President Obama gave what was billed as an important speech on immigration last week near the border in El Paso, Texas. Unfortunately, it was one of the most demagogic moments in recent presidential history. Nearly everything Obama said was either factually incorrect or deliberately misleading.
Why, 28 months into the Obama presidency, is there now a sudden push to pass "comprehensive" immigration reform? After all, from 2009 to early 2011, Obama had large Democratic majorities in both the House and Senate. Why hasn't Obama already rammed through his own immigration bill, as he did with health care?
The answer, of course, is that about 70 percent of the American people consistently poll against the president's initiatives on illegal immigration. Obama simply did not want to sign an easily passable bill that would earn him further unpopularity.
But now he has lost the House. A close re-election bid looms. The president is enjoying a sudden bounce in popularity after the capture of Osama bin Laden. He needs to firm up his base of Latino supporters. Presto: time to blame Republicans for his own past unwillingness to get a bill through his Democratic Congress.
Obama's demagoguery seemed to work on the crowd in El Paso. It interrupted the president's speech to answer, "Tear it down," when he mentioned the border fence. The audience booed, and jeered on cue, "They're racist," when he went after Republicans. And it joined Obama, the sudden cheerleader in chief, in chanting, "Yes, we can."
In blaming Republicans, Obama charged that their fears about open borders were groundless since, "The fence is now basically complete." And to emphasize that claim, he mocked his opponents by saying, "Maybe they'll need a moat. Maybe they'll need alligators in the moat."
That sounds cute. But it is again quite untrue. The fence is most assuredly not "basically" complete. Currently, fewer than 700 miles of the more than 1,900-mile border have any sort of barrier. And less than 5 percent of the border has a secure double-fenced impediment. Even with increased patrols, a recent Government Accountability Office study found that 40 percent of the border is essentially open and unguarded. There are still well over a half-million illegal border crossings per year.In a fit of projection, the president also accused his opponents of politicking the issue for partisan advantage: "We've seen a lot of blame and a lot of politics and a lot of ugly rhetoric around immigration."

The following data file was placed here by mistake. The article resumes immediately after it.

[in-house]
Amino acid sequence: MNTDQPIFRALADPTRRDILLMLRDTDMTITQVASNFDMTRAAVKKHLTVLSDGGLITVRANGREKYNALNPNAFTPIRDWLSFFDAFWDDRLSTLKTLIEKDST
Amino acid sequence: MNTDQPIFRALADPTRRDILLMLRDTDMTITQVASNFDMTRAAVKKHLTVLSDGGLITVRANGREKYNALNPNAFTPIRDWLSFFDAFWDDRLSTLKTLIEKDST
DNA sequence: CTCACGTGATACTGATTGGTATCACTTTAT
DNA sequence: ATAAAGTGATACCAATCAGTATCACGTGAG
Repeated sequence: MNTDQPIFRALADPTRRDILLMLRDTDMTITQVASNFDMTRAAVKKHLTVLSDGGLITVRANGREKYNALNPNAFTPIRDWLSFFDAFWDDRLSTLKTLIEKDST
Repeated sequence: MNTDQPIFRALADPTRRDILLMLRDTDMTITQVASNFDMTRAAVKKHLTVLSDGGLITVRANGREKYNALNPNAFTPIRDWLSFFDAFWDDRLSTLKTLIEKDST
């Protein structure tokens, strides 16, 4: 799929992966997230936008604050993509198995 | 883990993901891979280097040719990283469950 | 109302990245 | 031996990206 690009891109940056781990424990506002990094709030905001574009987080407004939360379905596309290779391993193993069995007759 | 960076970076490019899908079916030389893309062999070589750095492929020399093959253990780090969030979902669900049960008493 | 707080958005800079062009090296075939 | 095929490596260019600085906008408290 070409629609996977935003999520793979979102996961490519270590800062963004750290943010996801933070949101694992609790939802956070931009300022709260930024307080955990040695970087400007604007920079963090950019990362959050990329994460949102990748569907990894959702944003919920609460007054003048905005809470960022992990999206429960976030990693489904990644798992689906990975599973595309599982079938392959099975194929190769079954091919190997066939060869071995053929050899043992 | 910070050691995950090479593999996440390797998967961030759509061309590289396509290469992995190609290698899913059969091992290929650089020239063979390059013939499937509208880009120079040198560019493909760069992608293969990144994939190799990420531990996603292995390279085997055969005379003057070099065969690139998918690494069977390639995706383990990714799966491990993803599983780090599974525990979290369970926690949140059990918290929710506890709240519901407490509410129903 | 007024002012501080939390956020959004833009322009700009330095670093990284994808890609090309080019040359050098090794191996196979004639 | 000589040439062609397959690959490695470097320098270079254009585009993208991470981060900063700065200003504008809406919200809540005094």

That too was a distortion for at least two reasons. One, during the 2010 midterm election, the president himself urged Latinos to "punish" their political "enemies." That advice sure seemed like "ugly rhetoric."
And in the El Paso speech, the president rallied his listeners to go lobby for his proposals: "So I'm asking you to add your voices to this debate. You can sign up to help at whitehouse.gov." Whipping up crowds to log onto his website seems just like "the usual Washington games" that Obama deplored in the speech.
The president also deliberately confused legal and illegal immigration in lamenting the inability of highly skilled immigrants to obtain work visas and citizenship opportunities. But polls show wide support for legal immigration based on skill sets, not just on proximity to the border or family ties.
What the president did not dare reveal was that to let in professionals and business people from around the world, based on their skills and earning potential, might also mean to curtail those without education and capital -- in other words, to discourage the millions of illegal immigrants from Mexico who don't speak English or have high school educations, and who often have little means of support but apparent political clout.
So how exactly would Obama coerce some 11 million illegal aliens into paying a fine, returning to the immigration line to apply legally, or learning English? By threat of deportation or incarceration?
The vast majority of the American public is not racist or "playing politics" in worrying about out-of-control illegal immigration. The enforcement of existing federal immigration law has become a joke. Drug violence in Mexico is destabilizing an entire country and spilling over the border. Jobs are scarce, with unemployment here still at 9 percent. Many billions of dollars in remittances to Mexico leave the American Southwest, often from illegal aliens who rely on American social services to make up the difference.
These are serious issues that deserve more from a president than re-election pandering at the border and bad jokes about alligators and moats.
Victor Davis Hanson is a classicist and historian at the Hoover Institution, Stanford University, and the author, most recently, of "The Father of Us All: War and History, Ancient and Modern" You can reach him by e-mailing firstname.lastname@example.org.